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Charges laid over illegal sale of human kidneys in China

By David Challenger, CNN
March 1, 2012 -- Updated 0759 GMT (1559 HKT)
A nurse tends to patients at a Beijing hospital. The organ trafficking case allegedly involves doctors from state-run facilities.
A nurse tends to patients at a Beijing hospital. The organ trafficking case allegedly involves doctors from state-run facilities.
STORY HIGHLIGHTS
  • Sixteen people allegedly helped sell 51 human kidneys worth $1.6 million
  • The ring allegedly helped scores of customers find organs by targeting poor men
  • One analyst believes the shortage of donated organs in China is the main motive

(CNN) -- A Beijing court has prosecuted more than a dozen people for organizing the illegal sale of 51 human kidneys worth about 10 million yuan (US$1.6 million) in one of China's biggest organ trafficking cases.

The ring, headed by Zheng Wei, allegedly helped scores of customers find organs by paying mostly young and poor men approximately 25,000 yuan each. Their kidneys were then sold for about 200,000 yuan, according to the state-controlled People's Daily.

The Beijing Haidian District People's Procuratorate prosecuted Zheng and 15 others involved in the scam, including some doctors from state-run hospitals.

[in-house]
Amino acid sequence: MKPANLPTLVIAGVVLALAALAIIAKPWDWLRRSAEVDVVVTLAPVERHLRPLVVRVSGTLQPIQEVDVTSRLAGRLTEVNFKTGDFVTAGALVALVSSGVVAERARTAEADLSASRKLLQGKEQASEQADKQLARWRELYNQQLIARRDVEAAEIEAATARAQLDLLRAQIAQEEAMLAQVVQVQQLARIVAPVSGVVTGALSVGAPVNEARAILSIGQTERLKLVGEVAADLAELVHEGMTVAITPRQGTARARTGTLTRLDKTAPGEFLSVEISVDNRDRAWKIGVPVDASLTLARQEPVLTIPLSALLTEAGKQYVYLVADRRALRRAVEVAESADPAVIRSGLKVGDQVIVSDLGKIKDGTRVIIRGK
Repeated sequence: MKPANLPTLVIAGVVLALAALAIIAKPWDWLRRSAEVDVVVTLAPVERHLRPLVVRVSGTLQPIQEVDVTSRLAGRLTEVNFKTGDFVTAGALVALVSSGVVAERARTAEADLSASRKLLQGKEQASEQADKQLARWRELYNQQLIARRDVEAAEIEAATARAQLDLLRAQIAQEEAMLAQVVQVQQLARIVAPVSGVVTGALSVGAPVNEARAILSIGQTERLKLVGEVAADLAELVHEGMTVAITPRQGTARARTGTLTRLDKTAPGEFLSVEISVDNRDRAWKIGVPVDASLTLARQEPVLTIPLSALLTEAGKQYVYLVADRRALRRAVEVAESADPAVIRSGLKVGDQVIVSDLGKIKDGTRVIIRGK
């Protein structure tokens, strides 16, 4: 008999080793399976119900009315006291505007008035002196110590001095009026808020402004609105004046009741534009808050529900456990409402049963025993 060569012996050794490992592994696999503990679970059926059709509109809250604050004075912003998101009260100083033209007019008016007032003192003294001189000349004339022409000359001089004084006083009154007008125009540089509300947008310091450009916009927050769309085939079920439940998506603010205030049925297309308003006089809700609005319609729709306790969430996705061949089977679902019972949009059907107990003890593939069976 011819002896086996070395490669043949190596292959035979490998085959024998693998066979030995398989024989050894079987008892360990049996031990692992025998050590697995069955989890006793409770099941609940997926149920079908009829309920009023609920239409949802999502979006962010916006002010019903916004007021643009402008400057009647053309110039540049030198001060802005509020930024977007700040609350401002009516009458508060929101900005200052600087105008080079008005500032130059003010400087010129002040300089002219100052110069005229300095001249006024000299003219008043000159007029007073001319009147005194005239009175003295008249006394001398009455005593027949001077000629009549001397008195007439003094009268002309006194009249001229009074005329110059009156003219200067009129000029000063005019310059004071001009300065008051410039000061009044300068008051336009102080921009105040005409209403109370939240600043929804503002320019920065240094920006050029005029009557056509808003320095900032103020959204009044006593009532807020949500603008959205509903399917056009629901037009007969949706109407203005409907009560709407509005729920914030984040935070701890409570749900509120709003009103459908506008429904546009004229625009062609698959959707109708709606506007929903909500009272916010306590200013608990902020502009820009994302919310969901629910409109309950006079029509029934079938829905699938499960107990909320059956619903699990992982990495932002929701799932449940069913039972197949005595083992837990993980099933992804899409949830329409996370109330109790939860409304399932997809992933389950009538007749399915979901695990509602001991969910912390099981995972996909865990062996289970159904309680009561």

According to reports, an operation room from a township hospital in Jiangsu Province was set up between March and June of 2010, where more than 20 kidneys were removed from living "sellers" and sent to Beijing for patients suffering from kidney disease.

Zheng then purportedly moved the operational base to Beijing in the second half of the year to ensure easier transportation of the organs and to minimize their spoiling. Police busted up the ring in December.

One analyst believes the shortage of donated organs in China is the main motive for the growing practice, but added that the issue of ethics played its part.

"The involvement of medical staff in such illegal acts reflects management loopholes in hospitals. Strengthening professional ethics of doctors is important to wiping out the illegal dealings," Zhou Zijun, a professor at Peking University's School of Public Health, told the People's Daily.

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